Honda’s Ridgeline pickup is a really good truck.
It also has a bias towards on-road performance, unibody construction, and a reputation for being a truck for urban and suburban use.
In other words, it’s not rugged enough, despite a recent makeover that made the styling more macho.
Personally, I’ve never taken issue with the Ridgeline’s mission. I am of the belief that not all trucks need be rugged — some trucks are simply meant more for tailgating and hauling small Home Depot hauls than they are for off-roading or towing yachts. And that’s OK. There’s a place in the market for trucks that do their work in the concrete jungle and not the Rubicon.
Not to mention that the Ridgeline is quite wonderful to drive, like an Accord on stilts. I did recently get a quick spin in a refreshed Ridgeline, and while it felt a bit more truckish than before, I’d still prefer it for daily driving, especially with an unladen bed, over the rest of the trucks in its segment.
But apparently, truck buyers aren’t satisfied with a city slicker. Not only did the Ridgeline trade its sleek business-casual appearance for Carharts and flannel, now Honda is offering a TrailSport trim.
This trim appears to be about more than just appearance, however — it promises functionality for those who go off-road.
Honda says the TrailSport trim will be available across Honda’s light-truck lineup and over time will include more-aggressive tires, increased ground clearance, better underbody protection (read: skidplates), “enhanced” all-wheel drive, and off-road suspension tuning.
You’ll note that Honda said “light-truck lineup” yet it only offers one truck: The Ridgeline. This is why I’ve spent the introduction to this post talking about the Ridgeline — I’d bet dollars to doughnuts the Ridgeline is the first Honda to be offered with the package, and it will likely have the best off-road effort the brand can muster.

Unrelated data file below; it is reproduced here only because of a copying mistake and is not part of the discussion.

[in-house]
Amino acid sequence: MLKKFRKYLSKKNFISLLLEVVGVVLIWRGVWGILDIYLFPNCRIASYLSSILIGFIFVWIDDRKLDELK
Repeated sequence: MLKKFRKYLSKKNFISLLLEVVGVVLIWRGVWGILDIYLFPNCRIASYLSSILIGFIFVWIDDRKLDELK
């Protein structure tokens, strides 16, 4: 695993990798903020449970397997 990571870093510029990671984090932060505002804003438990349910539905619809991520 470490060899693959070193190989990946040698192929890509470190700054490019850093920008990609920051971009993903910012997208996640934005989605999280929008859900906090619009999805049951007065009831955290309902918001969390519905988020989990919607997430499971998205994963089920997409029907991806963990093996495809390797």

As far as other Honda products that might get the treatment, the Passport seems a natural choice, as does the CR-V. I could see the pilot getting a lighter-duty version of TrailSport.
Of course, this could also mean Honda has another truck or two planned, but that may be reading a bit too deeply between the lines.
The first TrailSport models are slated to hit dealers in the fall. Honda says the front and rear styling will be more rugged, there will be cladding that’s more durable, all-weather floor mats, and unique interior trim bits such as stitching. All-wheel drive will have torque vectoring.
The other modifications mentioned above are slated for future models, with the exact setup apparently depending on how off-road-oriented/capable a model is to start with. Honda also mentions full-size spare tires in the press release.
“TrailSport represents the next chapter in our rugged direction and will bring exclusive styling to our existing light trucks that will appeal to buyers seeking adventure,” said Dave Gardner, executive vice president of National Operations at American Honda, in the release. “Our U.S. engineering team is leveraging more than 20 years of experience creating highly capable light trucks to develop this new series of adventure-ready vehicles.”
And that, along with the logo, is the only information we get.
If a Ridgeline TrailSport trim sounds like a competitor to the FX4/Z71/TRD/PRO-4X trims offered by the competition, that’s because it almost certainly will be.
It also sounds, at least to this author, as if the addition of the TrailSport trim to the Ridgeline is a way for the brand to have its cake and eat it, too, by offering the base truck for city dwellers who use their bed for concert tailgates while offering the TrailSport to those who like to spend their weekends playing in off-road parks.
Furthermore, a TrailSport-trimmed Passport can help bolster that vehicle’s reputation for getting outdoorsy families to the trailhead, while a Trailsport CR-V can go up against the Toyota RAV4 TRD, presenting itself as a family hauler capable of some (very) light off-roading.
We’ll know more about this trim come fall.
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